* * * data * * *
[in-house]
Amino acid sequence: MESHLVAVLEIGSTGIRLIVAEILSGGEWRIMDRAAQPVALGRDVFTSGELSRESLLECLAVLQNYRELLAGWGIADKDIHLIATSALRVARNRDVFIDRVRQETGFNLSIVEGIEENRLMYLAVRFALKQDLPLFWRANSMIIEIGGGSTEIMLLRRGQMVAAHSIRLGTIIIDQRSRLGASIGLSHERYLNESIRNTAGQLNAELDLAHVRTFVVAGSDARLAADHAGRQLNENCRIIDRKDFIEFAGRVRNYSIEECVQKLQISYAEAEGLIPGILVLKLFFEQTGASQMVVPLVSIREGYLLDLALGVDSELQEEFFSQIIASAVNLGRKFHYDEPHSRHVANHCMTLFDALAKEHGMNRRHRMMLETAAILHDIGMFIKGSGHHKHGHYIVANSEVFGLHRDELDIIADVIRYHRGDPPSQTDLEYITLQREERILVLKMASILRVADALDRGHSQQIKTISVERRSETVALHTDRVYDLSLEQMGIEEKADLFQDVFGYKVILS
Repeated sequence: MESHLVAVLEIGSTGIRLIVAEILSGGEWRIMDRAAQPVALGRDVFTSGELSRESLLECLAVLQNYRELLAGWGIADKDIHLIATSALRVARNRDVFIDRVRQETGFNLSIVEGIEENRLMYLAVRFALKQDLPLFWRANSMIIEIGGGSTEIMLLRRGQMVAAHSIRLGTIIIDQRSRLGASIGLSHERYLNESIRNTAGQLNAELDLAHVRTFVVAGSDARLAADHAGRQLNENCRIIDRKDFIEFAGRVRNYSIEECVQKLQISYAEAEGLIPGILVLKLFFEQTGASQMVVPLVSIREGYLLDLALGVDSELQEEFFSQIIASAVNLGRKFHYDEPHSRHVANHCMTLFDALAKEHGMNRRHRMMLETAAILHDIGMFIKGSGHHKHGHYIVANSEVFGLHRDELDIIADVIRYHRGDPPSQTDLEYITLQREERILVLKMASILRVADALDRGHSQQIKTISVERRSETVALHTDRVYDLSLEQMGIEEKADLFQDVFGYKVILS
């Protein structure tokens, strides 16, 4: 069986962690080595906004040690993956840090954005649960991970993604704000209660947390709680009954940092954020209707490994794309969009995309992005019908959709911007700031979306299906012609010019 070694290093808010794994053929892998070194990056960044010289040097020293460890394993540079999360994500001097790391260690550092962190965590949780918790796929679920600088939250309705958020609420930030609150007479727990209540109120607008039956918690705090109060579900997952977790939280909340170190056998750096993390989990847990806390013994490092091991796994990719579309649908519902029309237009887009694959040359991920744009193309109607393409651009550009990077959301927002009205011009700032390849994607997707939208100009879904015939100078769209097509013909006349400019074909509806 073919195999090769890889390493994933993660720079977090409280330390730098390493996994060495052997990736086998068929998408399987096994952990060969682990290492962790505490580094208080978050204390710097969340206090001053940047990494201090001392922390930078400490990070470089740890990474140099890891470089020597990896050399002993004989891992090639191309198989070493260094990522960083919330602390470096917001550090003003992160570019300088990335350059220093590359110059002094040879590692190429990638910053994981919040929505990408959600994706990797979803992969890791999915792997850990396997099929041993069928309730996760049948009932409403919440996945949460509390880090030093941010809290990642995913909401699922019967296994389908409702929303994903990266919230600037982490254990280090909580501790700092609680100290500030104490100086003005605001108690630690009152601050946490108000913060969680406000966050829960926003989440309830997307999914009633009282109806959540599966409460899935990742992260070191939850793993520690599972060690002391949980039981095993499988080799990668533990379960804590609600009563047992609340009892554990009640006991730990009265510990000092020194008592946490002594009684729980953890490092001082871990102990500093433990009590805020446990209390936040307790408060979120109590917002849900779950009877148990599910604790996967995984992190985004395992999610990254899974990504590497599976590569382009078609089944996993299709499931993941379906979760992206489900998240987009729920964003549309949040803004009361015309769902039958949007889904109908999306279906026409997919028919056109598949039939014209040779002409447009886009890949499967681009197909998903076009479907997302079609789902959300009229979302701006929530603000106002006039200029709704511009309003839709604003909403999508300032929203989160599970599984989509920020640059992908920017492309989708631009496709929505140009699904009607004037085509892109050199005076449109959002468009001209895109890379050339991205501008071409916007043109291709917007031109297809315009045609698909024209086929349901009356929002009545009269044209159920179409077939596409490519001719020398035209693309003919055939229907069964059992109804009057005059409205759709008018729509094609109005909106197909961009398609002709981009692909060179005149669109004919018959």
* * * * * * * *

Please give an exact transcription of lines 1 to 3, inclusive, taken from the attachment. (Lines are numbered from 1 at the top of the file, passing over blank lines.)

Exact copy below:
[in-house]
Amino acid sequence: MESHLVAVLEIGSTGIRLIVAEILSGGEWRIMDRAAQPVALGRDVFTSGELSRESLLECLAVLQNYRELLAGWGIADKDIHLIATSALRVARNRDVFIDRVRQETGFNLSIVEGIEENRLMYLAVRFALKQDLPLFWRANSMIIEIGGGSTEIMLLRRGQMVAAHSIRLGTIIIDQRSRLGASIGLSHERYLNESIRNTAGQLNAELDLAHVRTFVVAGSDARLAADHAGRQLNENCRIIDRKDFIEFAGRVRNYSIEECVQKLQISYAEAEGLIPGILVLKLFFEQTGASQMVVPLVSIREGYLLDLALGVDSELQEEFFSQIIASAVNLGRKFHYDEPHSRHVANHCMTLFDALAKEHGMNRRHRMMLETAAILHDIGMFIKGSGHHKHGHYIVANSEVFGLHRDELDIIADVIRYHRGDPPSQTDLEYITLQREERILVLKMASILRVADALDRGHSQQIKTISVERRSETVALHTDRVYDLSLEQMGIEEKADLFQDVFGYKVILS
Repeated sequence: MESHLVAVLEIGSTGIRLIVAEILSGGEWRIMDRAAQPVALGRDVFTSGELSRESLLECLAVLQNYRELLAGWGIADKDIHLIATSALRVARNRDVFIDRVRQETGFNLSIVEGIEENRLMYLAVRFALKQDLPLFWRANSMIIEIGGGSTEIMLLRRGQMVAAHSIRLGTIIIDQRSRLGASIGLSHERYLNESIRNTAGQLNAELDLAHVRTFVVAGSDARLAADHAGRQLNENCRIIDRKDFIEFAGRVRNYSIEECVQKLQISYAEAEGLIPGILVLKLFFEQTGASQMVVPLVSIREGYLLDLALGVDSELQEEFFSQIIASAVNLGRKFHYDEPHSRHVANHCMTLFDALAKEHGMNRRHRMMLETAAILHDIGMFIKGSGHHKHGHYIVANSEVFGLHRDELDIIADVIRYHRGDPPSQTDLEYITLQREERILVLKMASILRVADALDRGHSQQIKTISVERRSETVALHTDRVYDLSLEQMGIEEKADLFQDVFGYKVILS